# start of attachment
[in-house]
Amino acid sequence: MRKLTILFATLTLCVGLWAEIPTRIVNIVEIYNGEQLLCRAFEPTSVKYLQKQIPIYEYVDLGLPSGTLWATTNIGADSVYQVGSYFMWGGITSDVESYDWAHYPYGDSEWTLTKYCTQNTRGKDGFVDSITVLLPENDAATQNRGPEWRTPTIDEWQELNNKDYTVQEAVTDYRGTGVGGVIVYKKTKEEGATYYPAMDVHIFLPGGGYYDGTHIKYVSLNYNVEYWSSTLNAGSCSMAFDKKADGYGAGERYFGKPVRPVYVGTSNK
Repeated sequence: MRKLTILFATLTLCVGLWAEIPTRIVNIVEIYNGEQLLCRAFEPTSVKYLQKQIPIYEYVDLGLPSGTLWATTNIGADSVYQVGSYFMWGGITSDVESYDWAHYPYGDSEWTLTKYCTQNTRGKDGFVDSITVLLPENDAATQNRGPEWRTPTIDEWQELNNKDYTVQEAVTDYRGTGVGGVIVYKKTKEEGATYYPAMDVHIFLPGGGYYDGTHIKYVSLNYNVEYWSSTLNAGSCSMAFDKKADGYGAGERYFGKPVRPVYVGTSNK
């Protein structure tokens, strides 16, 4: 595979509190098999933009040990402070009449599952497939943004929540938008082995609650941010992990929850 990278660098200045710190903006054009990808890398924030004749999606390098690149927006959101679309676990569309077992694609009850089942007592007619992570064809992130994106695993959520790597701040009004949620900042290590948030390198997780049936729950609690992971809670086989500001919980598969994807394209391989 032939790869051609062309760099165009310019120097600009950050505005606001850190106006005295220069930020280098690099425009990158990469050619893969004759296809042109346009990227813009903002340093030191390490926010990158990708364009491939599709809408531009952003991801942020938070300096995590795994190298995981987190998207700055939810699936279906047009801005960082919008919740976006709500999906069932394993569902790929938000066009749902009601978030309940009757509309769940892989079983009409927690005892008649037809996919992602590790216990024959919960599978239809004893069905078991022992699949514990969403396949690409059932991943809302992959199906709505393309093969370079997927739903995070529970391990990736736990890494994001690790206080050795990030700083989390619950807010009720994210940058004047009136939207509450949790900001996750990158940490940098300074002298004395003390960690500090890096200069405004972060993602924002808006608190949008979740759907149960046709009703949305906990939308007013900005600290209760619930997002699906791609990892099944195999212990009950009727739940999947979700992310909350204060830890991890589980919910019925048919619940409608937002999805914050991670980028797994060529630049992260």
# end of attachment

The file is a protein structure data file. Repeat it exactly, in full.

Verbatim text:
[in-house]
Amino acid sequence: MRKLTILFATLTLCVGLWAEIPTRIVNIVEIYNGEQLLCRAFEPTSVKYLQKQIPIYEYVDLGLPSGTLWATTNIGADSVYQVGSYFMWGGITSDVESYDWAHYPYGDSEWTLTKYCTQNTRGKDGFVDSITVLLPENDAATQNRGPEWRTPTIDEWQELNNKDYTVQEAVTDYRGTGVGGVIVYKKTKEEGATYYPAMDVHIFLPGGGYYDGTHIKYVSLNYNVEYWSSTLNAGSCSMAFDKKADGYGAGERYFGKPVRPVYVGTSNK
Repeated sequence: MRKLTILFATLTLCVGLWAEIPTRIVNIVEIYNGEQLLCRAFEPTSVKYLQKQIPIYEYVDLGLPSGTLWATTNIGADSVYQVGSYFMWGGITSDVESYDWAHYPYGDSEWTLTKYCTQNTRGKDGFVDSITVLLPENDAATQNRGPEWRTPTIDEWQELNNKDYTVQEAVTDYRGTGVGGVIVYKKTKEEGATYYPAMDVHIFLPGGGYYDGTHIKYVSLNYNVEYWSSTLNAGSCSMAFDKKADGYGAGERYFGKPVRPVYVGTSNK
């Protein structure tokens, strides 16, 4: 595979509190098999933009040990402070009449599952497939943004929540938008082995609650941010992990929850 990278660098200045710190903006054009990808890398924030004749999606390098690149927006959101679309676990569309077992694609009850089942007592007619992570064809992130994106695993959520790597701040009004949620900042290590948030390198997780049936729950609690992971809670086989500001919980598969994807394209391989 032939790869051609062309760099165009310019120097600009950050505005606001850190106006005295220069930020280098690099425009990158990469050619893969004759296809042109346009990227813009903002340093030191390490926010990158990708364009491939599709809408531009952003991801942020938070300096995590795994190298995981987190998207700055939810699936279906047009801005960082919008919740976006709500999906069932394993569902790929938000066009749902009601978030309940009757509309769940892989079983009409927690005892008649037809996919992602590790216990024959919960599978239809004893069905078991022992699949514990969403396949690409059932991943809302992959199906709505393309093969370079997927739903995070529970391990990736736990890494994001690790206080050795990030700083989390619950807010009720994210940058004047009136939207509450949790900001996750990158940490940098300074002298004395003390960690500090890096200069405004972060993602924002808006608190949008979740759907149960046709009703949305906990939308007013900005600290209760619930997002699906791609990892099944195999212990009950009727739940999947979700992310909350204060830890991890589980919910019925048919619940409608937002999805914050991670980028797994060529630049992260």